The widespread use of exoskeletons in construction to prevent musculoskeletal disorders could be the next big thing in construction, says Alan Johnston
There is huge potential for the construction sector to use exoskeletons to protect people from injury and long-term pain.
Statistics from the Health and Safety Executive show that there were 470,000 workers in the UK suffering from work-related musculoskeletal disorders in 2020/21 – construction has a higher rate than any other industry, with 1,830 cases per 100,000 workers.
We have seen big changes in the approaches to health and safety over the last couple of decades and the widespread use of exoskeletons could be the next big development
It is no secret that the sector is striving to seek new talent, both to fulfil the new demand for low-carbon construction and to take over from those approaching retirement. A new generation, reaping the benefits of this modern PPE from the beginning of their careers, could be transformational for the sector’s health and wellbeing.
As part of the EXSKALLERATE project, co-funded by the Interreg North Sea Region program, Construction Scotland Innovation Centre (CSIC) along with co-partner NMIS (National Manufacturing Institute Scotland) recently conducted three field lab studies to evaluate the use of passive exoskeleton suits in different construction scenarios such as roofing, plaster boarding and the manufacture of timber panel cassettes.
The simulations took place at CSIC’s Innovation Factory – in partnership with A C Whyte, Forster Roofing, Stewart Milne Timber Systems, Morris & Spottiswood and Ecosystem’s Technologies – and used two different types of exoskeletons: the Hero wear Apex and Auxivo Lift suit, both of which protect the upper body and back.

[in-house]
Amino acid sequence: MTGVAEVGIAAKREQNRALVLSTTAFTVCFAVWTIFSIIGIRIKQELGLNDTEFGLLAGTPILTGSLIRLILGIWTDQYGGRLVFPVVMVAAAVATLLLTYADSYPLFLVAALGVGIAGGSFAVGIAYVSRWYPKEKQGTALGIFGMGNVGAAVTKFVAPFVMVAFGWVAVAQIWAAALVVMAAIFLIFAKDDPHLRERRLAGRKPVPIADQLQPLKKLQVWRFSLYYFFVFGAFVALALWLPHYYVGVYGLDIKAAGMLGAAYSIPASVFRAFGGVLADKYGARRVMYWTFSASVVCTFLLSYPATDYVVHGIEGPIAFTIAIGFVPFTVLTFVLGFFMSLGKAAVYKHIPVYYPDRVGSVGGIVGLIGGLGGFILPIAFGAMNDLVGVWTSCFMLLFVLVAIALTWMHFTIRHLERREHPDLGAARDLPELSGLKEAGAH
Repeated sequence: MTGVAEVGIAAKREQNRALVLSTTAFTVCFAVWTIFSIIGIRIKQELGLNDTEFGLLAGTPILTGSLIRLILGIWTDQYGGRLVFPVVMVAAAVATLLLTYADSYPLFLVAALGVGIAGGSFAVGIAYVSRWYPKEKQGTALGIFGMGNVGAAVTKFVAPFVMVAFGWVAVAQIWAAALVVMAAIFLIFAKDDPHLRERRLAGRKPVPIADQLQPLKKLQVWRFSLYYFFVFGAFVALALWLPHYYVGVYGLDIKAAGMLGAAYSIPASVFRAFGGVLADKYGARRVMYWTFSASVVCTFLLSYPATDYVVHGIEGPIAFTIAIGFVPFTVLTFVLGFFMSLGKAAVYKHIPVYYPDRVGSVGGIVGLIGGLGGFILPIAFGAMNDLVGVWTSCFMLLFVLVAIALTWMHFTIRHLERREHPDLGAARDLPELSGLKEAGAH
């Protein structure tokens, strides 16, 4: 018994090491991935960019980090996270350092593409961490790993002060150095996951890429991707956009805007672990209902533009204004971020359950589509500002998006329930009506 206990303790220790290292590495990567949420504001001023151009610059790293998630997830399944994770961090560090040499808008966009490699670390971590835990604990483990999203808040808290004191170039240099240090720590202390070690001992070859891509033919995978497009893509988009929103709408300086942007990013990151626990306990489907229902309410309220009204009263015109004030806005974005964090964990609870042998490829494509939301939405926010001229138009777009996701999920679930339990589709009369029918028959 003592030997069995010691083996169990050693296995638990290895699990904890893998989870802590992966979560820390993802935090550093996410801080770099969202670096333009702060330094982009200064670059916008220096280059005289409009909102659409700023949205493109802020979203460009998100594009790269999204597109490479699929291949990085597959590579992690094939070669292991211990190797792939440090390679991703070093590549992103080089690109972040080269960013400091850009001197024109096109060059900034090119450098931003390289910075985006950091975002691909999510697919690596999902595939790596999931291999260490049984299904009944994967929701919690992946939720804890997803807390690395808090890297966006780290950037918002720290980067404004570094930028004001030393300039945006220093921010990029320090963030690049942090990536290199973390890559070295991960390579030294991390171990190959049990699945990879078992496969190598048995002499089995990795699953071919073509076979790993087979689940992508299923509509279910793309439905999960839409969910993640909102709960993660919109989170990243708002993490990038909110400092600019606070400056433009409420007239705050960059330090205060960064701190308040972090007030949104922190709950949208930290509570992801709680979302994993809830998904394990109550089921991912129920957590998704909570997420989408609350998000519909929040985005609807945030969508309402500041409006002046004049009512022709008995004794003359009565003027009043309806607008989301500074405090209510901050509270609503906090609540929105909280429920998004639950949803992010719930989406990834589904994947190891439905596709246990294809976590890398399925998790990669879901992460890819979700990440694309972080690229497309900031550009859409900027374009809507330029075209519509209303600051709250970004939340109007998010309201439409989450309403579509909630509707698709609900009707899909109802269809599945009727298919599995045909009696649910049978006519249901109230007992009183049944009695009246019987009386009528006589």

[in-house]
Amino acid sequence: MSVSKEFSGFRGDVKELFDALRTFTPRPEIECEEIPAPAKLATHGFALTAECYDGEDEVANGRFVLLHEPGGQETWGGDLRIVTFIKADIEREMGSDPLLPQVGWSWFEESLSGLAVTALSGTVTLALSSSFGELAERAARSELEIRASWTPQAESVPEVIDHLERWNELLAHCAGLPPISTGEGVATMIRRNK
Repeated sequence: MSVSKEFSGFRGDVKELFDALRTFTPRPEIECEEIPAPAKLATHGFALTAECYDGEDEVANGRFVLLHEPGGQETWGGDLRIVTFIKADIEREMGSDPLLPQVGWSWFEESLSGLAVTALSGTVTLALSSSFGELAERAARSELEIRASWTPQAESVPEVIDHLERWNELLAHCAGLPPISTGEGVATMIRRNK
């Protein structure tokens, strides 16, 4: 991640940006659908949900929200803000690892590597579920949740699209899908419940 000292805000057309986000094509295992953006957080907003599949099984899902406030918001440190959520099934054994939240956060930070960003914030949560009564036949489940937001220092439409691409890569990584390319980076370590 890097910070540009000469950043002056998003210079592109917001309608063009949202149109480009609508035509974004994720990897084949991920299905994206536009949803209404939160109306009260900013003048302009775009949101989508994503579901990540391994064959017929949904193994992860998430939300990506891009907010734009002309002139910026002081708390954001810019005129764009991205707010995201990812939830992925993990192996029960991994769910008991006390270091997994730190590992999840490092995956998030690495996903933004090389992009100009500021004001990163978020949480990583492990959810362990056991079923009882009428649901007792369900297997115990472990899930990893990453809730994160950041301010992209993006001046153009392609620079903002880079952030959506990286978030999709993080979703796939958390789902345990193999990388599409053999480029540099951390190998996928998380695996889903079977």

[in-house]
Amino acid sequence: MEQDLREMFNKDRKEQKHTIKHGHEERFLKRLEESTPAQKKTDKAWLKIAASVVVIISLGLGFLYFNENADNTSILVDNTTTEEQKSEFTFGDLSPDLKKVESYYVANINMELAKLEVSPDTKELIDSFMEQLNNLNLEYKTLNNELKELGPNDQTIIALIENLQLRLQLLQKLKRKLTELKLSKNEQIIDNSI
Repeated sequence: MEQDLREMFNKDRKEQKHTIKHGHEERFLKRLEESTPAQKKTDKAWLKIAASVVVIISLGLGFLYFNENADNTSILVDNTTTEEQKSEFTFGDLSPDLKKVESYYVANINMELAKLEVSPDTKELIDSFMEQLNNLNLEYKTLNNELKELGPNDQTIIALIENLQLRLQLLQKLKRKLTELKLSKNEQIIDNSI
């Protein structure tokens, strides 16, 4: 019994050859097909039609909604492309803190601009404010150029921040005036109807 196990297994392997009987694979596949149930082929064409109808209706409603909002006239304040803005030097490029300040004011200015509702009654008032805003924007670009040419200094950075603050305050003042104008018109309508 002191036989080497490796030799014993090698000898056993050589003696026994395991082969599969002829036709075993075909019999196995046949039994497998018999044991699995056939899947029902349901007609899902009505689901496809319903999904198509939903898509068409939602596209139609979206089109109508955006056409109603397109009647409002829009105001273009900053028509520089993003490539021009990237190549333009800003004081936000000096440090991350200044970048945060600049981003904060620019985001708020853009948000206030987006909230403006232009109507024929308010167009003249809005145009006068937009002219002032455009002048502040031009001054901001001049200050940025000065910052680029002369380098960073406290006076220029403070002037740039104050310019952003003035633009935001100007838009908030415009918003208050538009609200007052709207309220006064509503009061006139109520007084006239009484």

Rather than active exoskeletons, which often include a robotic element, we found that passive suits were less cumbersome and, therefore, better suited to a wider range of construction activities. The initial feedback from the tradespeople and SMEs involved has been positive and encompasses a range of factors, including the overall user experience, comfort, usability, and the impact of stresses or strains on the body.
“I hope we will reach a point where exoskeleton suits become a regular safety requirement – just like hard hats – without which you would not even think about entering a building site.”
While our final findings are still being collated, we are already turning our attention to the next important stage which will involve these suits being used on a number of pilot sites.
Even with robust evidence to prove the case for this new technology, perhaps the biggest challenge will be to change industry perceptions and attitudes, as is usually the case with anything new. Widespread adoption would also require significant investment from SMEs – some suits cost as much as £700 – but it is an invaluable investment in our people.
While we are often asked about the impact on productivity, on the scale we are working to it is difficult to measure and we would encourage businesses to think about the people benefit first. These suits can potentially help those working on construction sites to complete tasks safely, and although they might minimize absences due to workplace injury, we have to remember the people wearing them are still human and the exoskeletons are designed to be used as PPE, rather than a productivity tool.
There is a long way to go before we see widespread adoption. One of the keys aims of the project is to build an exoskeleton knowledge base and ecosystem. I hope we will reach a point where exoskeleton suits become a regular safety requirement – just like hard hats – without which you would not even think about entering a building site.
We have only scratched the surface in terms of proving the benefits, but we can already see the opportunity exoskeletons present for safeguarding people in construction.
By Alan Johnston